The Ottawa Herald from Ottawa, Kansas on February 8, 1963 · Page 7
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The Ottawa Herald from Ottawa, Kansas · Page 7

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Ottawa, Kansas
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Friday, February 8, 1963
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Page 7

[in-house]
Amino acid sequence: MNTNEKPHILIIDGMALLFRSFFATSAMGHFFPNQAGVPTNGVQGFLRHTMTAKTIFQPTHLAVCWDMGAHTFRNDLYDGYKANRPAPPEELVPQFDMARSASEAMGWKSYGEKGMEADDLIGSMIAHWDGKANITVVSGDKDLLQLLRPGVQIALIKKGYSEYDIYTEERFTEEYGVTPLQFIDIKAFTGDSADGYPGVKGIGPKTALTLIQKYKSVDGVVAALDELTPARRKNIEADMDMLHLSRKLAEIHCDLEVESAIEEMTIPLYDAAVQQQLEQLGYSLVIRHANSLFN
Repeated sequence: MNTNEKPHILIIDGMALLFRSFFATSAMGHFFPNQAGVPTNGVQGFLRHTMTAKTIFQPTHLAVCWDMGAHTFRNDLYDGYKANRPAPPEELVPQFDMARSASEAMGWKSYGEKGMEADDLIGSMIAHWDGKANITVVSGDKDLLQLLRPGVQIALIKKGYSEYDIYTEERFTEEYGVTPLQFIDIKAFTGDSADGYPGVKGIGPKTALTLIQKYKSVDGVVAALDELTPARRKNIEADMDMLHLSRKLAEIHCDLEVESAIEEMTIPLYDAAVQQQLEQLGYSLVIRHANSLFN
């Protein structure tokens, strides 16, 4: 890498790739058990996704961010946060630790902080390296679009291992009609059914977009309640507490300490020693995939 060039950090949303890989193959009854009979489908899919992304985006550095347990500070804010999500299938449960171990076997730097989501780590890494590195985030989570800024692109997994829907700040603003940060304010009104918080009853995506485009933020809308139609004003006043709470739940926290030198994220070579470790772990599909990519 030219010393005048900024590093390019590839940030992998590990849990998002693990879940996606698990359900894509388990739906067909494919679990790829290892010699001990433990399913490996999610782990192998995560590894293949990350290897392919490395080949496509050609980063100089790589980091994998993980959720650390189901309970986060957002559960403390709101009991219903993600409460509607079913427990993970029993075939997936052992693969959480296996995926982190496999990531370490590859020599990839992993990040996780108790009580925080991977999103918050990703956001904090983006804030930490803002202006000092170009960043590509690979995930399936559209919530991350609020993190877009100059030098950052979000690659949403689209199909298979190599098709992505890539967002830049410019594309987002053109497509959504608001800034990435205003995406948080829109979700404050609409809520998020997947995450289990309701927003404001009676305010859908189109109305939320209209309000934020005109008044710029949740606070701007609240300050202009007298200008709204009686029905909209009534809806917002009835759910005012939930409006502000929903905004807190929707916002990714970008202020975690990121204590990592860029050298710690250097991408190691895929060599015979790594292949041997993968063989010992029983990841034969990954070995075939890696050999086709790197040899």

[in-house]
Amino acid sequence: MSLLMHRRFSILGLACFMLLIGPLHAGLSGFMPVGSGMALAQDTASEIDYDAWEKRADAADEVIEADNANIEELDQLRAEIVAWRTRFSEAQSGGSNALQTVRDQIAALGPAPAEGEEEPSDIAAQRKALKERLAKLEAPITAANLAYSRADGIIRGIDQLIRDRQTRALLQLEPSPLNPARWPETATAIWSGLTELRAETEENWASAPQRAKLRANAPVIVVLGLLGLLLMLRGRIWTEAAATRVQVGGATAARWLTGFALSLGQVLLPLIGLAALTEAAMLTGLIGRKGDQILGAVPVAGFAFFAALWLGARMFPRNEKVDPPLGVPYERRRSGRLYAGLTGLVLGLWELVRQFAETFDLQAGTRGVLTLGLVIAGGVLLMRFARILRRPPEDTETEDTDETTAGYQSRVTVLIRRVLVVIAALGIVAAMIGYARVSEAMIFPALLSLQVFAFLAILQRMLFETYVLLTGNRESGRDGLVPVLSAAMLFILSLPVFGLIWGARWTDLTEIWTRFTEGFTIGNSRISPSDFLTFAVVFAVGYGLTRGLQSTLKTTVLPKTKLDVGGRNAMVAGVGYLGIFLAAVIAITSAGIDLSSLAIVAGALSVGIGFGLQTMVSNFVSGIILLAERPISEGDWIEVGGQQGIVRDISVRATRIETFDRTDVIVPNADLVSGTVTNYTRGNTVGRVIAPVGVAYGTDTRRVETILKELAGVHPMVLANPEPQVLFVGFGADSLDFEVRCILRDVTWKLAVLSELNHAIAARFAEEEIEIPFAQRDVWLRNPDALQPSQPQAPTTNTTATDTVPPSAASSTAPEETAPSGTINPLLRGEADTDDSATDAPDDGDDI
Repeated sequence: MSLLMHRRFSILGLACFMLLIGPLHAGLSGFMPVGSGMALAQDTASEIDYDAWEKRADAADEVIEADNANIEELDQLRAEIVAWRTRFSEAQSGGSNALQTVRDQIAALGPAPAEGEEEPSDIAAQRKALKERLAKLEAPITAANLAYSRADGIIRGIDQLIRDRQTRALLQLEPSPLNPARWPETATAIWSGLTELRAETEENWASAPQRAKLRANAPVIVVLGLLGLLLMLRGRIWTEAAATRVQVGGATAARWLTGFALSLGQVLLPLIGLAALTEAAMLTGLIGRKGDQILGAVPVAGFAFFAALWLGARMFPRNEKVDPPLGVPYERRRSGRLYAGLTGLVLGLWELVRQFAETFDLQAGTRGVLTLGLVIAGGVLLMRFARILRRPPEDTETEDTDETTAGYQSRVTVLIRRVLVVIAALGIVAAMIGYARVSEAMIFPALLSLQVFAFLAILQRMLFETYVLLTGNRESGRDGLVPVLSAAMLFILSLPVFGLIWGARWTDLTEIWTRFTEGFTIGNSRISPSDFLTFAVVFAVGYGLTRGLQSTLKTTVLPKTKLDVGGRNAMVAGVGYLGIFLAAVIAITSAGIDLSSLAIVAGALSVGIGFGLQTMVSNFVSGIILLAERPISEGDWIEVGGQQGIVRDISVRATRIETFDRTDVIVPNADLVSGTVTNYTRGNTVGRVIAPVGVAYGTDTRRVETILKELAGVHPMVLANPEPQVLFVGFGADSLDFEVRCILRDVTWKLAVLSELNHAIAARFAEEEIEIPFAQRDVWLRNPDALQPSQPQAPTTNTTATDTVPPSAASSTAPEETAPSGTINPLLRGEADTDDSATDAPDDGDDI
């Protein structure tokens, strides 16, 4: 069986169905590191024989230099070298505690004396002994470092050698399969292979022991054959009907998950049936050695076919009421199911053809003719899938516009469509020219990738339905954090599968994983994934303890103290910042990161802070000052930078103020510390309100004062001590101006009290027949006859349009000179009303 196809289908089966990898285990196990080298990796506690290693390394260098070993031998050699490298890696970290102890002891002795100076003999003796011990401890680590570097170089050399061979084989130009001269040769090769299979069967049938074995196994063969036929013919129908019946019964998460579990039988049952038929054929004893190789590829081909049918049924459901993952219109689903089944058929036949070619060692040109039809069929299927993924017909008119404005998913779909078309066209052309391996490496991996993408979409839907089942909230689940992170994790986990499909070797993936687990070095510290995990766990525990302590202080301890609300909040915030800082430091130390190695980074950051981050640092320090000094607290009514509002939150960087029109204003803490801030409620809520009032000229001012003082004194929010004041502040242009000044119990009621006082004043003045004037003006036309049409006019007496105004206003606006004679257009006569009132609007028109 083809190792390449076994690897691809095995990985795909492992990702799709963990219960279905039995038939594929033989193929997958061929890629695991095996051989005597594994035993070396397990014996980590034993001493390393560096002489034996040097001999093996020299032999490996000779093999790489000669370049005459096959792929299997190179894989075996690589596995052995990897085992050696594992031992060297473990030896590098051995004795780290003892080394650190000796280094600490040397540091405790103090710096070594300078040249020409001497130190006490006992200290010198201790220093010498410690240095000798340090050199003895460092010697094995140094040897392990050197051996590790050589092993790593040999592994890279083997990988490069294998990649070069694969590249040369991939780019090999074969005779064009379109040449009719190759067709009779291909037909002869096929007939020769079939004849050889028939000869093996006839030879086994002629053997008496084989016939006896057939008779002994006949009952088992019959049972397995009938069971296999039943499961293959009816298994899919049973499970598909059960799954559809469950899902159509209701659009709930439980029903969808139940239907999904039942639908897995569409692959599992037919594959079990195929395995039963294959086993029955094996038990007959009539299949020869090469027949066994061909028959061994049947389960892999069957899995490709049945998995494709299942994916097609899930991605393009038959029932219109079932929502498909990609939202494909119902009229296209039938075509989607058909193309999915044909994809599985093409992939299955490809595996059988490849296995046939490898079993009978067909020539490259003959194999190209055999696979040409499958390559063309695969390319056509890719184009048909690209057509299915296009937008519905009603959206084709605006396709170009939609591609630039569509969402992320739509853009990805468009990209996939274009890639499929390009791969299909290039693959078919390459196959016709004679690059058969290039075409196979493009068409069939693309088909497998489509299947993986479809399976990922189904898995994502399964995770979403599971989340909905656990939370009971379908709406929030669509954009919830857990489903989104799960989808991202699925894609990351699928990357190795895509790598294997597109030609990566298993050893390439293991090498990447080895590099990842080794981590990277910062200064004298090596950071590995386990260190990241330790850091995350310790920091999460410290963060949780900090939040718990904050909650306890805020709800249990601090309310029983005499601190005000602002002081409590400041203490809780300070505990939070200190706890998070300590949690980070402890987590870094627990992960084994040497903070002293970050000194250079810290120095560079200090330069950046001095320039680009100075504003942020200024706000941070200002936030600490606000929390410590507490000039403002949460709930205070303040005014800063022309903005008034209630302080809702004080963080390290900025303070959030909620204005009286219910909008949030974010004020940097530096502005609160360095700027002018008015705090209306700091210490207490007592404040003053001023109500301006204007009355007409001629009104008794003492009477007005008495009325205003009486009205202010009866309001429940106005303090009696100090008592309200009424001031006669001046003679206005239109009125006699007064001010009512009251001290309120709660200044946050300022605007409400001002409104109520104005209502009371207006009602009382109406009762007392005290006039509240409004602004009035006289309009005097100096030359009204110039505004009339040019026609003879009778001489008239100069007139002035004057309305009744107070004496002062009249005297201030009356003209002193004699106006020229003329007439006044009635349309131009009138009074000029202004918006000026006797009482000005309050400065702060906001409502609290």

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^^ -ST.iW Vassar Couple Wed 71 Years MR. AND MRS. A. H. WIGGER Hints From Heloise Lots Of Walking In Keeping House By HELOISE CRUSE Dear Heloise: Would you please tell my husband how many miles a year I walk just by keeping my home? He swears I don't get enough exercise! Drew Tired Dear Drew: I do not have any official information on this subject. However, I did find one reference which said that a typical homemaker walks 3,186 miles a year inside of her home alone. It's my guess that you aren't typical either! I'll bet we both walk more than that. No wonder we're tired at night! Heloise Dear Heloise: I have a new refrigerator but the ice cubes stick. When I use the release on the tray to get the ice cubes out, they stick to the tray and the release bar. I live in a new neighborhood. All of us are having the same trouble. Can you tell us the cause? Neighborhood Dear Appointee: As I am not there to test your specific refrigerators I cannot tell you exactly what is causing the ice trays to stick. However, I can make a d a r n good guess! Some of your appointee Helois* people use your ice trays and fill them with hot water and place them in your freezer chest to defrost them more quickly. Do not do this. As far as I know, most refrigerator companies "coat" these trays. When you put boiling hot water in them it melts and removes this coating. Nothing should be placed in these trays except cool water. Also, they should never be put in dishwashers with extremely hot water or soaps. For those of you who have no dishwasher, don't put them in hot soapy suds. This removes the coating and causes sticking. . The only answer I have found to remedy this is: Use some sort of spray coating (such as is used for spraying fry pans and casserole dishes to prevent sticking.) Dry the tray thoroughly and then coat it with one of these sprays. I am well aware that these sprays are not sold for this purpose, nor do their directions mention using them for this, but outside of cooking oil — which leaves a greasy coating in your iced drink, or buying new trays, that's the best answer I have found. Heloise Dear Heloise: After many frustrating days of re-drying small articles caught in the middle of a bed sheet or towel in my dryer. . . I discovered that if I shook out all of the lumps and twists in the clothing as I put it in the dryer, and (now, this is the trick) placed the smaller articles in the bottom of the dryer and placed the larger articles on top, my problem was solved. But I must be careful to shake out the sheets, folding them crosswise and gather them loosely at the fold and lay them on top of one of the articles. E. Fukii Dear Heloise: Instead of using a rubber sheet between the sheet and the mat- Party Punch Gal. Jug — 65c We Deliver SELECT DAIRY CH 2-1607 PUBLIC SALE The following items of the WILLIAM F. PEARSON Estate Will be sold at Printy Auction Tuesday, Feb. 19, 1963 at 7:00 P.M. 1953Biiick4doorstdcm 1950 Ford 4 door sedan all household furniturt and •ffoctt James J. Chandler, Adm. tress on a child's bed, I find that a flannel backed tablecloth is much better. Put the tablecloth on with the flannel side up. I put this on top of the sheet and if the child wets the bed, it can be washed in the washer along with the rest of the laundry. I know because I have done it for one of our grandchildren, and now keep one on hand for her when she stays overnight with us. The flannel backed tablecloth could be put between the sheet and the mattress if one so desired. Mrs. Mara Dear Heloise: A good way to clean a meat tenderizer is to let it soak in water and then use the tines of a fork to release any meat which might be left in the grooves of the tenderizer. Mrs. Charles F. Mara February Vows Read Sandra Joy Stone, daughter of Mr. and Mrs. Paul Stone, 1124 S. Locust, and Joseph H. Miles Jr., son of Mr. and Mrs. Joseph H. Miles, Sr., Springerville Ariz., were married Feb. 6. They plan a wedding trip to Arizona. Celebrating their 71st weduing anniversary yesterday with a fam- ly dinner at their home were Mr. and Mrs. A. H. Wigger, Vassar. The couple moved to their present home in 1925 after living on a farm near Michigan Valley T or 12 years. Mr. Wigger, 97, and his wife will be 94 on March I, do their own work with a lit- Je help. Of the seven children born to [he coule, five are living. They are Henry Wigger, Mrs. Anna Stahr, Herman Wigger, Mrs. Ella Bauck, in or near Vassar; and Albert, Topeka. All were present For the dinner yesterday except Mrs. Stahr who sustained a leg fracture Christmas eve. She lives only a block away. The couple lias seven grandchildren and 10 great-grandchildren. Both Mr. and Mrs. Wigger came from Germany, Mr. Wigger with his family at age 14, to settle in Ohio. Mrs. Wigger came at 17 to Lenexa where she worked for a family to pay her passage to this country. Mrs. Wigger recalls that she worked for $3 per week. The couple met on her first day with the Lenexa family as Mr. Wigger had come to work on an adjoining farm. Both worked for three years before they were married. Out of the savings of his wages of $200 a year plus board and keep, the couple bought furnishings and equipment to set up housekeeping and start farming. They were married at the Lackmann home where she worked. The Wiggers recall that they planned to keep the marriage quiet but the news leaked out when they went to church in a spring wagon. On their return to the farm they were given a surprise reception. Mrs. Wigger says she made her own wedding dress, of peacock blue silk with brown highlights like taffeta. In fact it was not until her 60th wedding anniversary that Mrs. Wigger ever had a "store bought" dress. The couple lived at Lenexa until after all their children were born. Mrs. Wigger recalls that when she was very young, in the old country, a fortune teller told her that she would come to America and would meet her future husband on the first day in her new home. She still thinks it may be more than coincidence that her "fortune" happened just that way. When the couple moved to Vassar in 1925, Mr. Wigger did most of the work on their home himself. They needed the big, four- bedroom house then as their family was at home. They still like their home although it is bigger than they need. Looking back, Mr. Wigger says, "We did not have a flow ery path of ease and idleness. We have had trouble, disappoint ments, sorrow, sickness anc death in the family. We are thankful for our good health. Got has been good to us." Club Forecast Saturday BETA SIGMA PHI. 3-chapter dlnne: dtnce, Country Club RECEIVES CAP - Silvia Anne Smith, daughter of Mr. and Mrs. Ray Smith, RFD 3, student nurse in Stormont-Vail Hospital School of Nursing, Topeka received her cap in a recent ceremony at Washburn University. Auxiliary Observes Anniversary The Eagles Auxiliary, T a u y Lodge No. 2700, celebrated its 13th anniversary last night with state officers and visitors here from Topeka, Olathe, Leavenworth, Great Bend and Lyons. Four past presidents were presented with corsages. They are Mrs. Mattie Allman, Mrs. Henry Lilly, Mrs. Pat Maloney Mrs. Robert McDaniels, Mrs Hayward Brill and Mrs. Harolc Showalter. Four charter members of the auxiliary were given gifts. They are Mrs. Harold Showalter, Mrs. Lena Syre, Mrs. Hazel Romstedt and Mrs. Farra Gulley. State officers present were Clara Eggleston, Topeka, president; Mrs. Minnie Nichols, Great Bend, secretary; Mrs. Estalla Cobb, Leavenworth, trustee; Mrs. Hazel Temple, Lyons, trustee, and Mrs. Louise Kreitzer, Olathe, outside guard. Coffee and cake were served to the 42 persons present on tables decorated in red and white. The mystery package was won by Mrs. Marcella Maiden, Leavenworth. CWF Groups Combined Meeting The four groups of the CWF had a combined meeting Wednesday night in the Christian Church Annex. Reports from each group were given. The service committee reported that 31 pounds of merchandise, consisting of cut-out garments, pieces of material, thread and trimmings, have been sent to the Ralph Tillerys at their mission station at Monieca, Republic of Congo. This will be sufficient to cloth 100 children. Plans were made for the housing and meals for the State CWF board which will meet in Ottawa Feb. 19, 20 and 21. On Feb. 24 a School of Outreach will be held in the evening at the annex. In the afternoon and evening of Feb. 17, the program will be "A Day in a Refugee Camp." A list was read of material each member could bring for work. The devotionals were given by Mrs. Harold Shomber. She gave a reading of a story by Agnes Sligh Turnbull telling the account of the experiences of the little boy who gave the loaves and fishes to Jesus for his miracle. She had a picture on the same subject. Susan Kelly sang a solo, "Make Me a Blessing Today." She was accompanied by her mother, Mrs. Ray Kelly. Seven members of the Naomi group gave a skit for the lesson, "Growing Up or Only Growing Older." Mrs. Ned Roberts gave a short talk and told of the baptism of two hundred Congolese at their mission station when they were in Africa. Refreshments were served by Mrs. H. K. Stevens, Mrs. AAron Drumright, and Mrs. John Mercer. Japanese Theme For Program Dr. and Mrs. F. A. Trump ave a program of slides for Ottawa University Faculty Wom- n's club Wednesday evening in itammel Art Center. The pictures were taken during a recent trip to Japan and the Phlip- )ines. They displayed souvenirs ncluding clothing, yard goods, art pieces and pictures. Following the program the group went to the home of Dr. and Mrs. Raymond P. Jennings or refreshments of Japanese deli- :acies and tea. Mrs. Jennings and Mrs. Horton Presley were at the tea table. Hostesses were in Japanese cos- umes. Others on the commit- ee were Mrs. Bill Frear, Mrs. Charles Anderson, Dr. Ann Greer, rfrs. Dick Peters, Miss Estel Johnson and Mrs. Bill Boucek. DRAKE'S BAKERY For Rolls-Donuts-Pies and all other bakery products Socialettes Daughters Club of Centropolis was entertained at a luncheon at Mrs. Porter Turner's home yesterday. Mrs. Harold Simmons presided. There were 15 members and two children present Mrs. W. D. Willford will be hostess for the March 7 meeting. Ottawa Roller Rink Public Sessions Wed. and Fri. 7:30 to 10:00 Sat. nights 8:00 to 11:00 Private Parties CH 2-9704 Mon., Tues. and Thurs. Sun. Matinee: 1:00 to 9:00 Children 12 and under Serving Complete Meals Sunday Noon- 11:30 till 2 Open Every Evening at 5:00 p.m. Closed Mondays Members and Guests OTTAWA COUNTRY CLUB Carpet Features RUG RUNNERS 18" x 12' — Color choice. Deep pile for longer wear. Versatile, practical, economical. $ 2 RUG RUNNERS 20" x 12' — 10 lovely colors. Our finest carpet quality. Use in hall, stairs and other heavy traffic areas. Exotic OVAL RUGS 24" x 36" — Pile content 60% Acrylic Fiber, 40% Modacrylic fiber. Moth proof, non-skid, color fast, machine washable. 5 ONE ROLL ONLY 12' Carpeting Yard Good 70% Wool, 30% Nylon • 3 Tone Textured Weave • Beige, Brown & Nutria • Rubberized Back • Was 7.95 Sq. Yd. NOW 4.88 Sq. Yd. I2'xl2' Size at this low price only -- 77 08 or pay $1.50 each week In Ottawa THROW RUGS 18" x 27" — Assorted colors. Fine carpet quality. Nylon — Wool — Blends. 48 UTILITY RUGS 22" x 33" — Assorted colors. Quality face — Wilton back. — Hurry — ^^ Quantity limit- ^^ (9 C ed. 68 RUG SAMPLES 20" x 6' — Four color choices. Discontinued patterns. Perfect for den, recreation room. 2 THE OTTAWA HERALD Friday, February 8, IMS GREG is the 3-year-oM M of Mr. and Mrs. Herschd Merchant, Tulsa, Okla. His grandparents are Mr. and Mrs. Roy Merchant, Baldwin; and Mr. and Mrs. W. E. Murphy, Wichita. RICHARDSON'S Further Reductions In Our Sale of SHOES WOMEN'S AND TEEN'S STYLES — FLATS — MIDHEELS — HIGH HEELS — 2 .93 $ 4 CHILDREN'S BUSTER BROWN 4.95 SHORT LINES BROKEN SIZES Men's and Boys' DRESS STYLES NOW! 20% OFF Men's Insulated - Engineer, Sport BOOTS--10.95 & 12.95 — ENTIRE STOCK NOT INCLUDED — RICHARDSON'S SHOE STORE "Where Quality Is Higher Than Price" Shown 7:00-9:45 NOW SHOWING Box Office opens 6:45 p.m. Matinee Sat. 1:30 p.m. Shown 8:30 Only Starts SUNDAY BOX OFFICE OPENS 1:15 P.M. Feature at 1:30 — 3:55 — 6:25 — 8:50 SEE IT FROM THE BEGINNING If you five minutes WHO IS THE POWER BEHIND THE MANCHURIAN •••ttKK::^.»;•:•; ^^••^ssu,....... ^^^H • after this picture begins, you won't know what it's all about! HEW SIM JAMSOBECORV wasr-a, «l«SW mil UMTID MTIJnj